VATICAN CITY — Diplomats share a responsibility to educate future generations about the importance of dialogue and reconciliation in maintaining peace, Pope Francis said.

In a speech Dec. 14 to seven new diplomats accredited to the Vatican, the pope said young people today need to learn “the delicate art of diplomacy and the arduous craft of nation-building.”

“Passing this precious legacy on to our children and grandchildren will not only secure a peaceful and prosperous future, but will also meet the demands of intergenerational justice and of that integral human development that is the right of every man, woman and child,” he said.

The pope welcomed the new ambassadors — who came from Yemen, New Zealand, Swaziland, Azerbaijan, Chad, Liechtenstein and India — and noted the “constructive role” their diversity plays in addressing the challenges facing today’s world, such as threats to the environment as well as “violent fundamentalist ideologies and regional conflicts, which often appear under the guise of opposing interests and values.”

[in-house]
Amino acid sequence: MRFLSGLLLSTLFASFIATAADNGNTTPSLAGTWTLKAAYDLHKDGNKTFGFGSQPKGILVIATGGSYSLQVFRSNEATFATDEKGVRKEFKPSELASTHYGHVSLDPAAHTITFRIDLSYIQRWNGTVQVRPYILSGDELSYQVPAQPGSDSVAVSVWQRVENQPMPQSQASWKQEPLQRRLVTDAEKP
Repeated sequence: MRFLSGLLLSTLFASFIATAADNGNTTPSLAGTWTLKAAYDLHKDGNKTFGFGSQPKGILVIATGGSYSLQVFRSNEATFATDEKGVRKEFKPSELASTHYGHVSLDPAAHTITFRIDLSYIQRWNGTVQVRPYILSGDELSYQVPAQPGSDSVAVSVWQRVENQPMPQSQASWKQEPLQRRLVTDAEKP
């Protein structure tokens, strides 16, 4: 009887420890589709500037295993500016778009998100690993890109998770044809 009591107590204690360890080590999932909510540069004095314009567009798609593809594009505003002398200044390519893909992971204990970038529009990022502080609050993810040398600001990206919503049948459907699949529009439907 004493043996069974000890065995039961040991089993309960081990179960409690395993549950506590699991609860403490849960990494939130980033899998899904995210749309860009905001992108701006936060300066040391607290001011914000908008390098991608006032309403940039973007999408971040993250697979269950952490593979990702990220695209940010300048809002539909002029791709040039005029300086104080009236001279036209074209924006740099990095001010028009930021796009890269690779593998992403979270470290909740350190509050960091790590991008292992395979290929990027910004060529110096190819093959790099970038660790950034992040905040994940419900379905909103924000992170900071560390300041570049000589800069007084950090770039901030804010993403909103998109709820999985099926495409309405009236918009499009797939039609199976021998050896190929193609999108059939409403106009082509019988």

Diversity, he added, is not the “cause of these challenges to peaceful coexistence.”

“Indeed, the centrifugal forces that would drive peoples apart are not found in their differences but in the failure to set out on the path of dialogue and understanding as the most effective means of responding to these challenges,” the pope said.

Francis said the presence of the new diplomats at the Vatican is a reminder of the necessary role that dialogue plays in “enabling diversity to be lived in an authentic and mutually enhancing way in our increasingly globalized society.”

“A commitment to dialogue and cooperation must be the hallmark of every institution of the international community, as well as of every national and local institution, for all are charged with the pursuit of the common good,” the pope said.